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RRP: GBP 9.95
You Save: GBP 0.99
Price: GBP 8.96
Out of Print
ISBN: 978 1 857546 21 7
Categories: American, Women
Imprint: Carcanet Poetry
Published: September 2002
216 x 134 x 7 mm
Publisher: Carcanet Press
("From Behind Trees")
The branchful of dried leaves blown about at the center
of the road, turning on itself is a path:
snake: gray-brown updrafting: drama:
whole affair played out between the wind's quiver, wind's
dusty haste, an almost impeccable procedure,
bit of scenery from which all fear
is deleted. So it
is right here, where I am peering, where I am supposed to
how the new gods walk behind the old gods at a suitable distance.
Jorie Graham undertakes an extraordinary exploration of time in this collection of poems, considering it as it exists in nature, as it enters into human consciousness, and as it transforms itself under the pressure of history and of personal relations. The sequence begins with a prayer late in winter and ends on the day before Easter (the year's 'highest tide') with a sense of the poet waiting, listening for instruction.
Awards won by Jorie Graham Winner, 2012 Forward Prize for Best Collection (PLACE) Winner, 2017 Wallace Stevens Award for Lifetime Achievement Commended, 2017 Poetry Book Society Recommendation.
(Fast) Winner, 1996 Pulitzer Prize
(The Dream of the Unified Field) Short-listed, 2012 T S Eliot Prize () Short-listed, 2012 Forward Poetry Prize for Best Collection ()
Praise for Jorie Graham 'Even when these poems are at their darkest and most purposefully incoherent in terms of voice and tone, there remains a trace of language's ability to seek out, transmit and make visible the impact of the world on the self for others to experience.'
'The reason that poets are addicted to poetry and they write it for a lifetime, is because a poem will permit you to go through life and have an experience you can't have by any other means.'
Jorie Graham talking to Ian McMillan on Radio 3's The Verb, 15 December 2017
'Another striking book from Jorie Graham, and one that frequently reaches fever-pitch in its frantic explosion of the lyric mode. Graham's themes in these poems -ranging through sickness, death and environmental crises -would rattle any reader, and her long lines, clamouring fragments and sprawling chorus of voices increase this effect to a dramatic extent. These are urgent, stressed and stressful poems that produce a panicked motion-sickness as you spiral through them. This is an important, desperate and, at times, frightening, book that truly captures the tone of contemporary times.'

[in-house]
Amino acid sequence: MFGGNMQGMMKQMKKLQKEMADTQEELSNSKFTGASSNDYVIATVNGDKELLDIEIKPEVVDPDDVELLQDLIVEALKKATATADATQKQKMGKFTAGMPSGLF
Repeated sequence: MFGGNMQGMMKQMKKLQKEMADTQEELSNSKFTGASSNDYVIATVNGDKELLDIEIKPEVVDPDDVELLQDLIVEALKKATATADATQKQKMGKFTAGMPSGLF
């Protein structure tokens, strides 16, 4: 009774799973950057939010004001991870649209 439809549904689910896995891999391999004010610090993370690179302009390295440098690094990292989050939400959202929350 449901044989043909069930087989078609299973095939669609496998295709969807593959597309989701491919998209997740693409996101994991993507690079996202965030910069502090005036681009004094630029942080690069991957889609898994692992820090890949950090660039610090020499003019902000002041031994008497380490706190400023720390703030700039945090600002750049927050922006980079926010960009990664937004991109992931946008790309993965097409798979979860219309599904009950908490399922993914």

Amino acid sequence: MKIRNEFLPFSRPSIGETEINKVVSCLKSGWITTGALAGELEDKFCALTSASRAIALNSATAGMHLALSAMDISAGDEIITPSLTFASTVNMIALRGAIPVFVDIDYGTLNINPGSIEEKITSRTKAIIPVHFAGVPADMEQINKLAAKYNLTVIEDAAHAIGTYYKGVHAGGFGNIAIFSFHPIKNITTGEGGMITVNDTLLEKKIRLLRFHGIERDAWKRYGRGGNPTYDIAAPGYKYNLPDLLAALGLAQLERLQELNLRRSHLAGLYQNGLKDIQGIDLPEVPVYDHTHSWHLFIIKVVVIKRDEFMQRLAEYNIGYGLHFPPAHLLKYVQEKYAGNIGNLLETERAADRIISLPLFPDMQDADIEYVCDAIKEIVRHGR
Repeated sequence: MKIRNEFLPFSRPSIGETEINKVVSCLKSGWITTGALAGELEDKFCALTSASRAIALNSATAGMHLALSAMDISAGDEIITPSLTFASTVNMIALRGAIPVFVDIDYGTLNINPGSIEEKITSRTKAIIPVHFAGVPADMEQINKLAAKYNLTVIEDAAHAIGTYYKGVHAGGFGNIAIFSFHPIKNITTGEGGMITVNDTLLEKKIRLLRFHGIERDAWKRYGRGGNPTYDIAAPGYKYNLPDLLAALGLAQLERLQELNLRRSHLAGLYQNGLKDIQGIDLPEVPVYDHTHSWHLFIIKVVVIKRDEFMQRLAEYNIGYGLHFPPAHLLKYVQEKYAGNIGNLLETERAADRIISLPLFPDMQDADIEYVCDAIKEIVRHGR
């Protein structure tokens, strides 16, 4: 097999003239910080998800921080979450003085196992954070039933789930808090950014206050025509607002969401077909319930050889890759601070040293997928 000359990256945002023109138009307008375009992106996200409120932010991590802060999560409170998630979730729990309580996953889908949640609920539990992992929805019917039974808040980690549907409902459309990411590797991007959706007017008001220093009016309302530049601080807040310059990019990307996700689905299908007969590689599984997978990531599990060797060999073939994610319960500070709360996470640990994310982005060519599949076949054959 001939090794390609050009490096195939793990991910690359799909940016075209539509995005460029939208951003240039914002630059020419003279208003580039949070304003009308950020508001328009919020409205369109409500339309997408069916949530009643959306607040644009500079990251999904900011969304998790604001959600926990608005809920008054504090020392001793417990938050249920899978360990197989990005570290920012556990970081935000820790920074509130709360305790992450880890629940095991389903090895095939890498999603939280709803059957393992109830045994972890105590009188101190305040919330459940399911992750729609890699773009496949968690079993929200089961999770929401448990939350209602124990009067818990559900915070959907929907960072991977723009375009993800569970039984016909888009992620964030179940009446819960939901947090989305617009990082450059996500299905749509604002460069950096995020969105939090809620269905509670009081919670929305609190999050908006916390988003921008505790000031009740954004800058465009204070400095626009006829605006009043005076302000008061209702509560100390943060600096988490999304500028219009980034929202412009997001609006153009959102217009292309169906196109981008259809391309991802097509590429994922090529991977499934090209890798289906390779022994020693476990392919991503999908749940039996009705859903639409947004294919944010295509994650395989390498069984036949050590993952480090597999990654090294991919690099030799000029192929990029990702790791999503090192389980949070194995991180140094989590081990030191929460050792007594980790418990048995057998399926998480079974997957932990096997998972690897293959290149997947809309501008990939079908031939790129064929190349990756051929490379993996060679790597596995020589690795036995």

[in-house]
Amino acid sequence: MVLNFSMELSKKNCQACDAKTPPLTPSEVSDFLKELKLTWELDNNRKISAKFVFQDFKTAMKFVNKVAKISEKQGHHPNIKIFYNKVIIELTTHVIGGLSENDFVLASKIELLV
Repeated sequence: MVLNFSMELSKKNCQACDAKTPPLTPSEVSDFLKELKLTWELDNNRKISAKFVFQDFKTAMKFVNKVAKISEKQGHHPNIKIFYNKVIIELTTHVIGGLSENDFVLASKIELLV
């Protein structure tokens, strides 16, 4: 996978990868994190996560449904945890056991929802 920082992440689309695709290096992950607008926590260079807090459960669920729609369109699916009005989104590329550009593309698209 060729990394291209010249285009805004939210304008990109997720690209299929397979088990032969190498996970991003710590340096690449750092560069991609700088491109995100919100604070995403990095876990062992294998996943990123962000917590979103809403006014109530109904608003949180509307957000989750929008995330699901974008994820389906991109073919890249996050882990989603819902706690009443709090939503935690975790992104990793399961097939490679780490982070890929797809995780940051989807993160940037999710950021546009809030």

The Poetry School Books of the Year 2017
'In FAST, [Graham's] subject is mortality - her own (she was diagnosed with cancer five years ago), her parents', that of intellect and culture (in dementia, in digital overwhelm), that of the planet. It is a collection of sensual poems so urgent that, by the end, they have abandoned traditional beginnings and are physically bunched up on the right-hand side of the page. And through it all, an unwavering, serious belief in the power of poetry, a repeatedly inhabited rejection of Auden's assertion that poetry makes nothing happen.'
'Fast might immerse us in monstrous acts of environmental and political violence, our obsession with progress, money, and our own individualistic, virtual worlds, but what still succeeds is the wish to live on. Perhaps if we were to listen to that wish we might, amongst all the acceleration, stop and think again.'
- The London Magazine
'We should be grateful to Jorie Graham for her own heroics of perception, even if they show up our ordinary insight. If we can't see, with Graham, "the spots where the birds must eventually land", at least we know now where we should be looking.'
Gwyneth Lewis, Times Literary Supplement. 'Graham's best book in at least a decade.'
Publishers Weekly 'The poems in Jorie Graham's Sea Change might look unapproachable but they are models of clarity and purity.'
Nicola Smyth, 'Books of the Year', the Independent, 28 December 2008
'There are erotic poems, elegiac poems, and there are dauntingly difficult, allusive and even impenetrable poems. Throughout there is a powerful, engaging intelligence and an affirming lyric grace.'
Stephen Matterson on The Errancy, in Poetry Ireland Review, vol. 62
The Carcanet Blog W.S Graham: Lives & Letters read more Vahni Capildeo: Honouring the Water Dragon: A Walk in Shiga Prefecture read more Jane Draycott: Translating 'Pearl' read more Patrick Worsnip: A Journey Through Translation read more Notes on Language and Poetry read more Gabriel Levin: By Way of a Preface read more
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